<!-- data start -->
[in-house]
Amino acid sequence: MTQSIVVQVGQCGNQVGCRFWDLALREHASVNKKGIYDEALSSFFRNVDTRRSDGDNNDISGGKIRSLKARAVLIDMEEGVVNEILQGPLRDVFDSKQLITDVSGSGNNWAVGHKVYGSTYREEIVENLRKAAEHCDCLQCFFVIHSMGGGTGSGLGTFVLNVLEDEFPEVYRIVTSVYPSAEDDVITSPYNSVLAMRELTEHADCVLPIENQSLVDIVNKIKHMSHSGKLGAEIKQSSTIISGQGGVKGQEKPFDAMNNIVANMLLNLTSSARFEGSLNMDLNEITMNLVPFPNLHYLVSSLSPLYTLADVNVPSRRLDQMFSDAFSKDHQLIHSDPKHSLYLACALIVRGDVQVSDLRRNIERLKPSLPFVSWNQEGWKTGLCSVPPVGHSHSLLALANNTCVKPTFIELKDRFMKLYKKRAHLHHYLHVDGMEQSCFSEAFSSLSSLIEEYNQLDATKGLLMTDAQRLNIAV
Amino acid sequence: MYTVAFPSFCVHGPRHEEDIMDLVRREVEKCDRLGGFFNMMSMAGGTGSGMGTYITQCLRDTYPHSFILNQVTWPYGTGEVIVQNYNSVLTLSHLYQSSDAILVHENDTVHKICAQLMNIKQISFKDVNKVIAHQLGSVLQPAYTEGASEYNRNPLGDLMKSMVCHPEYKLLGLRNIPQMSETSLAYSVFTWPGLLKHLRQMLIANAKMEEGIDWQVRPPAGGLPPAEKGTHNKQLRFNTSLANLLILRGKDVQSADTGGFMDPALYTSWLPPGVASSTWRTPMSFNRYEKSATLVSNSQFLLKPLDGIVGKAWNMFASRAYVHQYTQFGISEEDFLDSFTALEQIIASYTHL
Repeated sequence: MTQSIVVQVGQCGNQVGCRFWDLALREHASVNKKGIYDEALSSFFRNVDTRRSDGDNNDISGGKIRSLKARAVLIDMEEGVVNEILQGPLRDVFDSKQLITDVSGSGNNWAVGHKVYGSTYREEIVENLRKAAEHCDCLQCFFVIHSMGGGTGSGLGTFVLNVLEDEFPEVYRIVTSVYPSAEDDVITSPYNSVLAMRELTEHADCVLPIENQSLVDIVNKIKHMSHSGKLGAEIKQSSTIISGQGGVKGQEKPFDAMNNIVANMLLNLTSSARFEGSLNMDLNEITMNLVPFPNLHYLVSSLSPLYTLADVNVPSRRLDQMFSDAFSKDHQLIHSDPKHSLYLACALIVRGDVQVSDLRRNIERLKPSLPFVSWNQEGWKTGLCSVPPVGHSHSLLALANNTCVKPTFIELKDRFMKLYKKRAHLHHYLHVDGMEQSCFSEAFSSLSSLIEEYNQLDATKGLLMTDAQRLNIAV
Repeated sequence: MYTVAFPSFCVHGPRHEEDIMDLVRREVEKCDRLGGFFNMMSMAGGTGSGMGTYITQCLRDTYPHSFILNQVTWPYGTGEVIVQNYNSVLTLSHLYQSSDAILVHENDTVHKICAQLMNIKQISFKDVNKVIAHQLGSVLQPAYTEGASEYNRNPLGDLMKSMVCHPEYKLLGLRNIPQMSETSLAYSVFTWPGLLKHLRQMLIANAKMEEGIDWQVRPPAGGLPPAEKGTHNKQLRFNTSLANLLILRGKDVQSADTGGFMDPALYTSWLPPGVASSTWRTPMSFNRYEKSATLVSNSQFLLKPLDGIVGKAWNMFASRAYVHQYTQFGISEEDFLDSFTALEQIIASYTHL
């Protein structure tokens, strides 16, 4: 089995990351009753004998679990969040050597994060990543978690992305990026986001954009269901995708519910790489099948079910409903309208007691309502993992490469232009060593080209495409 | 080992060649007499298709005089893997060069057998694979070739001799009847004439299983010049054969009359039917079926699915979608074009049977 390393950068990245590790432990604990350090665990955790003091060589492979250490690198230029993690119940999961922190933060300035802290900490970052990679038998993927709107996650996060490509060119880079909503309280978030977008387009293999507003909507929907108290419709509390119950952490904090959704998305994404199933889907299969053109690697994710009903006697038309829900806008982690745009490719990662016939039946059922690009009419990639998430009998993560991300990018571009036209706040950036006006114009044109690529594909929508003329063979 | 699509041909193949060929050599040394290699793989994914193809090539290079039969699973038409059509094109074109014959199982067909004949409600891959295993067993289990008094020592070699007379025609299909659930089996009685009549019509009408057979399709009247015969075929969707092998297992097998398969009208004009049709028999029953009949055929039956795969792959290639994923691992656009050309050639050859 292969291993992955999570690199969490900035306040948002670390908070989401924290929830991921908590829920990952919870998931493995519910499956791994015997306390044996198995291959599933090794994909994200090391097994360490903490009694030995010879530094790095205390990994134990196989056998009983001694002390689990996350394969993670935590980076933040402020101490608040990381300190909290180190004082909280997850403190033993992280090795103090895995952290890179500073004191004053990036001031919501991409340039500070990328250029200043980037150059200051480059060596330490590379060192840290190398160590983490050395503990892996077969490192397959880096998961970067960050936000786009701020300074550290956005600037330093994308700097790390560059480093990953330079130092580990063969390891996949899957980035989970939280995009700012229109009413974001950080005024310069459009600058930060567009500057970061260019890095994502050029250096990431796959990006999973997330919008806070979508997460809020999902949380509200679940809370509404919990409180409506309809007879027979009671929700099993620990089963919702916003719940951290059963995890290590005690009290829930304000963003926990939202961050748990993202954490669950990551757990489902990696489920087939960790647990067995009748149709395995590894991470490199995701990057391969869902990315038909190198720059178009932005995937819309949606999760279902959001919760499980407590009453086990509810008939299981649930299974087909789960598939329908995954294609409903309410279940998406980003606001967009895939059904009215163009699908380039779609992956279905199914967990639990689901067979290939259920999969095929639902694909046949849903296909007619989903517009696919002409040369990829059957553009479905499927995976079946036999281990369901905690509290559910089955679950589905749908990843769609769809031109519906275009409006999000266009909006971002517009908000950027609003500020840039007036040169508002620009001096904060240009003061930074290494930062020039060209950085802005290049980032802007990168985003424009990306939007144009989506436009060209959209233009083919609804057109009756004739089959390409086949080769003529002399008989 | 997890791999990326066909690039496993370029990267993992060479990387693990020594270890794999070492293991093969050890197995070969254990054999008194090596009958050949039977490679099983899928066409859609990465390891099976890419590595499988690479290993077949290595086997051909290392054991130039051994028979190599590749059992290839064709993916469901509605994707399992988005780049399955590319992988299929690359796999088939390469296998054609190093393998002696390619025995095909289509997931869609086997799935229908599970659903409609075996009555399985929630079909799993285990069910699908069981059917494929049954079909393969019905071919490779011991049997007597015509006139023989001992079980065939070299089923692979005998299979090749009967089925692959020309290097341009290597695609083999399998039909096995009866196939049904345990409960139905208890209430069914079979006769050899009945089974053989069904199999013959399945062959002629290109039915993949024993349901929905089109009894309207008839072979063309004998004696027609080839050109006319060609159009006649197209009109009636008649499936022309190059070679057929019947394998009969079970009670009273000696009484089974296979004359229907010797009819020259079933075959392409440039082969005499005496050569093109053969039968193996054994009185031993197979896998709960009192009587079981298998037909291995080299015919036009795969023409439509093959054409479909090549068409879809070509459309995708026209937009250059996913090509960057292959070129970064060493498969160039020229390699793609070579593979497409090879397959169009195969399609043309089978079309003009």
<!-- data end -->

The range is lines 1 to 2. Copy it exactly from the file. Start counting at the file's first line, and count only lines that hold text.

[in-house]
Amino acid sequence: MTQSIVVQVGQCGNQVGCRFWDLALREHASVNKKGIYDEALSSFFRNVDTRRSDGDNNDISGGKIRSLKARAVLIDMEEGVVNEILQGPLRDVFDSKQLITDVSGSGNNWAVGHKVYGSTYREEIVENLRKAAEHCDCLQCFFVIHSMGGGTGSGLGTFVLNVLEDEFPEVYRIVTSVYPSAEDDVITSPYNSVLAMRELTEHADCVLPIENQSLVDIVNKIKHMSHSGKLGAEIKQSSTIISGQGGVKGQEKPFDAMNNIVANMLLNLTSSARFEGSLNMDLNEITMNLVPFPNLHYLVSSLSPLYTLADVNVPSRRLDQMFSDAFSKDHQLIHSDPKHSLYLACALIVRGDVQVSDLRRNIERLKPSLPFVSWNQEGWKTGLCSVPPVGHSHSLLALANNTCVKPTFIELKDRFMKLYKKRAHLHHYLHVDGMEQSCFSEAFSSLSSLIEEYNQLDATKGLLMTDAQRLNIAV